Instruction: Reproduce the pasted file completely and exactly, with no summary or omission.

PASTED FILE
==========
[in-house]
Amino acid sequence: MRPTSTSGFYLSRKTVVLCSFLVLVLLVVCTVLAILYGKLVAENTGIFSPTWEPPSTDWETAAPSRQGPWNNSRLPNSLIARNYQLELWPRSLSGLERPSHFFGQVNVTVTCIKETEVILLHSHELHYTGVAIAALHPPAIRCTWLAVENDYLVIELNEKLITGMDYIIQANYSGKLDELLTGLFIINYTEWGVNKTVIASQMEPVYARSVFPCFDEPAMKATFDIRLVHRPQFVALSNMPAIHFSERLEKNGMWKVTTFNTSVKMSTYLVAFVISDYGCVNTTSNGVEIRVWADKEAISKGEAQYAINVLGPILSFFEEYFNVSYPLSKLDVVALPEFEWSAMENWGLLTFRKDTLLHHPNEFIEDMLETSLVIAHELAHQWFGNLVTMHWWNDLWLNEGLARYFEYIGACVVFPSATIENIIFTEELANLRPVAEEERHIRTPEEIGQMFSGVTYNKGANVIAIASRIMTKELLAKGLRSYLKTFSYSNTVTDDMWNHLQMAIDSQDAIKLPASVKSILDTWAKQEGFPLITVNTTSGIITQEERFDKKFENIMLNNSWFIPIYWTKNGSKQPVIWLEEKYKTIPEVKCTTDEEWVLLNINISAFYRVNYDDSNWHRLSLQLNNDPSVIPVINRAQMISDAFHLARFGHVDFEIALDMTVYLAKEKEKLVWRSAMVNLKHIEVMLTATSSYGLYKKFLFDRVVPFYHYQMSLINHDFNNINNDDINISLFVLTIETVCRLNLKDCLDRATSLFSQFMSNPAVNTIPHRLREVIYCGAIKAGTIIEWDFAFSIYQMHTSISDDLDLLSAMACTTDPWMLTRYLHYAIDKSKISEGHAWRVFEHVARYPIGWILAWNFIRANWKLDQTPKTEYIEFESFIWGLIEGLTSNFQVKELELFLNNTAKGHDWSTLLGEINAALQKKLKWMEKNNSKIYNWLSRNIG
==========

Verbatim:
[in-house]
Amino acid sequence: MRPTSTSGFYLSRKTVVLCSFLVLVLLVVCTVLAILYGKLVAENTGIFSPTWEPPSTDWETAAPSRQGPWNNSRLPNSLIARNYQLELWPRSLSGLERPSHFFGQVNVTVTCIKETEVILLHSHELHYTGVAIAALHPPAIRCTWLAVENDYLVIELNEKLITGMDYIIQANYSGKLDELLTGLFIINYTEWGVNKTVIASQMEPVYARSVFPCFDEPAMKATFDIRLVHRPQFVALSNMPAIHFSERLEKNGMWKVTTFNTSVKMSTYLVAFVISDYGCVNTTSNGVEIRVWADKEAISKGEAQYAINVLGPILSFFEEYFNVSYPLSKLDVVALPEFEWSAMENWGLLTFRKDTLLHHPNEFIEDMLETSLVIAHELAHQWFGNLVTMHWWNDLWLNEGLARYFEYIGACVVFPSATIENIIFTEELANLRPVAEEERHIRTPEEIGQMFSGVTYNKGANVIAIASRIMTKELLAKGLRSYLKTFSYSNTVTDDMWNHLQMAIDSQDAIKLPASVKSILDTWAKQEGFPLITVNTTSGIITQEERFDKKFENIMLNNSWFIPIYWTKNGSKQPVIWLEEKYKTIPEVKCTTDEEWVLLNINISAFYRVNYDDSNWHRLSLQLNNDPSVIPVINRAQMISDAFHLARFGHVDFEIALDMTVYLAKEKEKLVWRSAMVNLKHIEVMLTATSSYGLYKKFLFDRVVPFYHYQMSLINHDFNNINNDDINISLFVLTIETVCRLNLKDCLDRATSLFSQFMSNPAVNTIPHRLREVIYCGAIKAGTIIEWDFAFSIYQMHTSISDDLDLLSAMACTTDPWMLTRYLHYAIDKSKISEGHAWRVFEHVARYPIGWILAWNFIRANWKLDQTPKTEYIEFESFIWGLIEGLTSNFQVKELELFLNNTAKGHDWSTLLGEINAALQKKLKWMEKNNSKIYNWLSRNIG